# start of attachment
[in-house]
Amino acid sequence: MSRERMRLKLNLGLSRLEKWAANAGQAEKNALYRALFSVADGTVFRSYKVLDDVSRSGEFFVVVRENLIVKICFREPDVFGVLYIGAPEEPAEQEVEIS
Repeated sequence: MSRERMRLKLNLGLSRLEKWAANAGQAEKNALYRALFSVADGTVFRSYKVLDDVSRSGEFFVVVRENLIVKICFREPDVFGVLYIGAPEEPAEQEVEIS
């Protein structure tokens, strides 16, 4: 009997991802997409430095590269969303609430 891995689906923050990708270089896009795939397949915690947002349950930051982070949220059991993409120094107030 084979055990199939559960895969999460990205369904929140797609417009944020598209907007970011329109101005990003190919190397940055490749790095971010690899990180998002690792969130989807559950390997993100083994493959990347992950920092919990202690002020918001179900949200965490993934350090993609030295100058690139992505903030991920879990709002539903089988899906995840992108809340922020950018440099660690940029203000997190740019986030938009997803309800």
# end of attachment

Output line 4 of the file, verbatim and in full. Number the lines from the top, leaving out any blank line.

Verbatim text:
């Protein structure tokens, strides 16, 4: 009997991802997409430095590269969303609430 891995689906923050990708270089896009795939397949915690947002349950930051982070949220059991993409120094107030 084979055990199939559960895969999460990205369904929140797609417009944020598209907007970011329109101005990003190919190397940055490749790095971010690899990180998002690792969130989807559950390997993100083994493959990347992950920092919990202690002020918001179900949200965490993934350090993609030295100058690139992505903030991920879990709002539903089988899906995840992108809340922020950018440099660690940029203000997190740019986030938009997803309800």